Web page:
The standard call to action has become far too recognizable for the Internet savvy masses who know a hard sell when they see one. They know when they click “Sing Up Here” that they are likely going to receive spam. They know that when they click “Buy Now” they are going to have to spend money. And while these will still work for products and services that customers are actively looking to purchase or sign up for, it becomes a harder sell to pull off when you’re marketing niceties rather than necessities.
Writing a More Actionable Call to Actionable
When you have a product or service that you’re marketing which can best be described as “nice to have but not something I can buy on a budget,” you have to really think smarter about your pitch. This all culminates in the call to action, a place where you should be removing the final friction in the prospect’s mind, getting them to click on that button.
To illustrate the best way to accomplish this, let’s look at three great strategies:
1. Illustrate Product or Service is Risk Free. If you are offering a service or product that is risk-free to try, show this through your call to action. A great example of this is Crazy Egg who uses the very successful CTA, “Show Me My Heatmap.” The prospect knows that they can get a sample of the service at no cost with no pressure to buy unless they like what they see. This works best with products or services that provide an ongoing report. Seeing your heat map for your website is going to help you, yes, that’s the point. But imagine seeing it constantly and with increased tracking statistics and analytics. That’s the selling point after the CTA.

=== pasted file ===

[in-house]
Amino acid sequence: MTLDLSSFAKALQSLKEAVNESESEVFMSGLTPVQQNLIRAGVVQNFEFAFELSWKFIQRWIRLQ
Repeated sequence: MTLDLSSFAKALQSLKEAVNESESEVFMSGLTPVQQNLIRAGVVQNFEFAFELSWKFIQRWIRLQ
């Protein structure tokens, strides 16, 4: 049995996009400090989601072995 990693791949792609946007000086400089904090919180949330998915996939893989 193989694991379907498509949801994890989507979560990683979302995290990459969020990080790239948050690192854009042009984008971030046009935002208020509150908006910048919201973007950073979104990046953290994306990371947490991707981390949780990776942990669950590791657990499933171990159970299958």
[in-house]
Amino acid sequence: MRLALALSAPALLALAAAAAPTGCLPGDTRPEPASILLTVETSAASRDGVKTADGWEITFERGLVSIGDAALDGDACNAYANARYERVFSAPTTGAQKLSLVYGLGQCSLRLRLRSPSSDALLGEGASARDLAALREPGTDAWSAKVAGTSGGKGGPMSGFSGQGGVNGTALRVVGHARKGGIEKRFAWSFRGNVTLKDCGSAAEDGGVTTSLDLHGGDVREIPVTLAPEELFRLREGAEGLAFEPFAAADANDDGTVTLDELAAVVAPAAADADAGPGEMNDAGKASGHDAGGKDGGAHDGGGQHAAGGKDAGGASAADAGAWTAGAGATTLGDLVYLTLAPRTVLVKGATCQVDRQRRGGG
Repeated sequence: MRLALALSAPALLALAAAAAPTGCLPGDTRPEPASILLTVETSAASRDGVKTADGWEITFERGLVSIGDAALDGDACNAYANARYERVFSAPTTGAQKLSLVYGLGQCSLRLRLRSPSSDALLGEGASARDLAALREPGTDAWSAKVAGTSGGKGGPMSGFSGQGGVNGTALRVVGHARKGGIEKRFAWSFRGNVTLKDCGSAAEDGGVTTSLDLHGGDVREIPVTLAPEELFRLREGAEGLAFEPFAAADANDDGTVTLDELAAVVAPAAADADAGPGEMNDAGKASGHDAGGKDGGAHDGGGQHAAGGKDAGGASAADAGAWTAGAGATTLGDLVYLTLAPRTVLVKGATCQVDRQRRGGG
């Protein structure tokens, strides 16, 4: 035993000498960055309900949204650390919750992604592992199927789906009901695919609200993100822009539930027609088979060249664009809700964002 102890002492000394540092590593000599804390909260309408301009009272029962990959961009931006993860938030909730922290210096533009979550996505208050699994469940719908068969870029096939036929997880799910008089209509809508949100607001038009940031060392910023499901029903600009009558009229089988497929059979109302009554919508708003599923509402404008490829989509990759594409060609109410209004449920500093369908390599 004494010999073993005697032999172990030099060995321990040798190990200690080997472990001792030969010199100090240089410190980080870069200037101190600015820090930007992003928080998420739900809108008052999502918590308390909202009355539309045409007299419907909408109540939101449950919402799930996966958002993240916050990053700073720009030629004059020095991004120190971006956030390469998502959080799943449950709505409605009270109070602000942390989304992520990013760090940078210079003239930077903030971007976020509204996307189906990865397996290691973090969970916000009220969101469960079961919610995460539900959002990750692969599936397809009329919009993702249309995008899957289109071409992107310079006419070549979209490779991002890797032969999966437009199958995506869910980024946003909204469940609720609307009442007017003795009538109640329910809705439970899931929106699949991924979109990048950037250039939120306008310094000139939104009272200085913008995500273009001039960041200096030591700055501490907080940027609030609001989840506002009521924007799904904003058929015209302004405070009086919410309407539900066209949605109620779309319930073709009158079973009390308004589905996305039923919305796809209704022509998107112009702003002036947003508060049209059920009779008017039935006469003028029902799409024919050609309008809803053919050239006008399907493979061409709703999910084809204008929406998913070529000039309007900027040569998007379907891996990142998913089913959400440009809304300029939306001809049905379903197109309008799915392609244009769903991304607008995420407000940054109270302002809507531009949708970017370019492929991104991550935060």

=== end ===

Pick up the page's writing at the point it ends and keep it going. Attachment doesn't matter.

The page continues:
2. Demonstrate Customization. Another way to really capture a lead with your CTA is to let them have some fun within the system before asking for the sale. For example, Manpacks is a website that allows users to bundle up their own “manpacks” consisting of manly things like razors, condoms, shirts, etc. Their CTA is very simple and very effective: Build Your Manpack. It speaks the language of men, mainly to “building” and the idea of customizing your own “manpack” before you have to part with your money at the POS further engages the prospect.
3. Give Actual Action. Finally, a great way to really get your CTAs more clicks is to actually put the action right into the wording. Perhaps the most widely-known use for this is with the eCard industry. Instead of saying, “Sign Up for an Account” or some other common CTA, the biggest eCard suppliers use some variation of “Send an eCard Now.” The CTA doesn’t bring up the costs or any mailing lists, it simply says to send the card now. This works well with any type of service where you can send a gift to someone, but is translatable across the boards. What is the final action that will take place? “Get Your…Now.”
Language and Results
As you can see, the CTA is more about how you word things and less about what the client is actually doing, at least, that’s how the client should perceive things. There should be a tie in with emotions through the language wherever possible. The “Manpacks” CTA does an amazing job with this, build something and feel more manly!
Unfortunately, not enough marketers spend enough time on their CTAs, instead just slapping up the standard “Click Here” bit.